Have you ever had any burning questions about sustainability? Well Isaias' job, aka Queer Brown Vegan, helps answer those questions through informative infographics, visuals, blog posts, and videos.
Welcome to our “Sustainability Spotlight” series: We’ll be using this space to feature some absolutely amazing people in the environmental sphere. Watch this space and be on the lookout for more interviews and guest posts with eco influencers!
This time, we’re featuring Isaias Hernandez, a environmental educator who loves (un/re)learning and the founder of Queer Brown Vegan. He brings attention to topics pertaining to environmental justice, veganism, & zero-waste. Here’s his story.
For me, it started off at a young age having a passion for environmentalism and experiencing environmental racism, growing up in Los Angeles. I lived in section 8, affordable housing, off of food stamps, and also living in freeway intersections and noise pollution. And so, for me, sustainability in academic settings was presented as a way to sustain natural resources, to protect natural resources. It often disregarded the people and living beings that have been a part of sustainability practices. So I would say that I got into more sustainability work post-graduate when I created Queer Brown Vegan to really reclaim the work of how I saw sustainability. To me, sustainability is the creation of a circular lifestyle that does not have a negative impact on natural eco systems, humans and animals, while also rooting us back to indigenous wisdom and cultural based experiences alongside lived experiences.
I don’t have a podcast but I do have a website and blog. I started my website about 2 years ago to provide more educational background behind my Instagram education posts. I sought to really engage readers that want to learn in-depth about environmentalism, especially environmental justice, and environmental racism...So, it started about 2 years ago in 2019.
I would say that I cover so many wide varieties of environmental education. My primary focus is rooted in environmental justice to get people to make the connection between veganism, environmental justice, and zero waste. So I would say that that has been a really unique ride for me to talk about, but I cover a lot of topics from like video games, fashion, policy, energy, etc. I believe that environmental education is a human right so I should be covering all these topics holistically.
I would say I’m very good at taking public transportation. I grew up taking the metro in Los Angeles, but now that I live in New Jersey, I take a lot of public transportation since I don’t have a car. I don’t know how to drive, and so [public transportation has] really allowed me to venture out into the city and go...meet my friends. So I’m really proud that I’m still choosing to opt into public transportation.
That’s a really good question. I’d love to say I love using Blendily Zero Waste Skincare. They provide a lot of products that are made from wood and their jars are made from glass so they’re easily recyclable. I’m really loving what they’re doing.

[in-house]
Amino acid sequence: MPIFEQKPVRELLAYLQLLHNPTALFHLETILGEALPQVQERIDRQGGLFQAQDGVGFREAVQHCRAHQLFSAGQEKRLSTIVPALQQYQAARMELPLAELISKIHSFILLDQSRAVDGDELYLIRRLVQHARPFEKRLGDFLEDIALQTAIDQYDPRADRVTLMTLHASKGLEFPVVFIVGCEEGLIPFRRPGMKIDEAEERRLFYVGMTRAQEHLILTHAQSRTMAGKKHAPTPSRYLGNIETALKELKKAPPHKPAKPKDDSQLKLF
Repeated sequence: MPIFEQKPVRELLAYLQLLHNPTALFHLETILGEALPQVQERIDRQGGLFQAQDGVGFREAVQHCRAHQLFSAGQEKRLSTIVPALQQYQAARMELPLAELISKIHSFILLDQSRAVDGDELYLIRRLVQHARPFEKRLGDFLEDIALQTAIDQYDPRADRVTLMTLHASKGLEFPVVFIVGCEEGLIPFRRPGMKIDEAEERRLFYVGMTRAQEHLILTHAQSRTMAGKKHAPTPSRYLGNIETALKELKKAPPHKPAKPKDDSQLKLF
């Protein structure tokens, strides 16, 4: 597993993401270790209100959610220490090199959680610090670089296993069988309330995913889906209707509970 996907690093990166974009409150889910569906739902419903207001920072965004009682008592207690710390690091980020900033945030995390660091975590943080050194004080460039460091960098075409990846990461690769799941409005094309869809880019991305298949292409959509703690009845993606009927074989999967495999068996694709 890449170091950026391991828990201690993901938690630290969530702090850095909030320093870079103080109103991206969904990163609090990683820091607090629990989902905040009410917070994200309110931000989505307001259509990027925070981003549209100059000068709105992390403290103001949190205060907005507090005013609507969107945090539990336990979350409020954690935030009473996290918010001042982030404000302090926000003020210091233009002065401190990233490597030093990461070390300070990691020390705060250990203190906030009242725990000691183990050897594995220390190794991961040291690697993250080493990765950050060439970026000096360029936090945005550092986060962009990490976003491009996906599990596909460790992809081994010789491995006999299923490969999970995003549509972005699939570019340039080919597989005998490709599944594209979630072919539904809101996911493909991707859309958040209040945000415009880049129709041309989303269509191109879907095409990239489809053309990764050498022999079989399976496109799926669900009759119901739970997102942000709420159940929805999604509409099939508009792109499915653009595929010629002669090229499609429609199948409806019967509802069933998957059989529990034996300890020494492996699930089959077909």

I believe I would change the idea of how we view accountability. I believe that accountability is rooted in justice oriented solutions, so it really takes forms of anti-capitalist, imperialist, colonial values. I think accountability is not the same as cancel culture. So it's super important that when we talk about accountability, it’s super focused on community collectivized vulnerability not individual victimizing.
In terms of sustainable living, I think it’s the idea you can’t really live fully plastic free as a lifestyle. I don’t obviously aim for perfection, I use plastic every day, but I think my kitchen area produces the most plastic and this is because I have to opt into buying vegetables and fruits that are affordable and wrapped in plastic. And so I don’t really have the option to say no. And also the amount of food waste that is generated is a huge issue, so I would say that was one of the [biggest] challenges.
I think it’s the idea to allow POC, more specifically low-income Black/Brown and Indigenous [communities]...to allow them to reconnect to their culture based experiences and their lived experiences. And to highlight the idea that they were always sustainable, because I often think it's often viewed as a "poor thing" these practices - but now they’re being re-popularized and repackaged in different ways. So I would say that to make it more accessible is to give power to community.
Start out with your lived experiences. More often than not, it costs zero dollars to ask your parents, or family, how they grew up living sustainably. [Or] write down things that really made you sustainable, whether it was taking the bus growing up..., saving plastic bags or reusing zip lock bags. There are a lot of things we don’t need to invest in, that we can just really relive our own experiences that we grew up as.
Do you have any questions for Isaias? Leave them in the comments!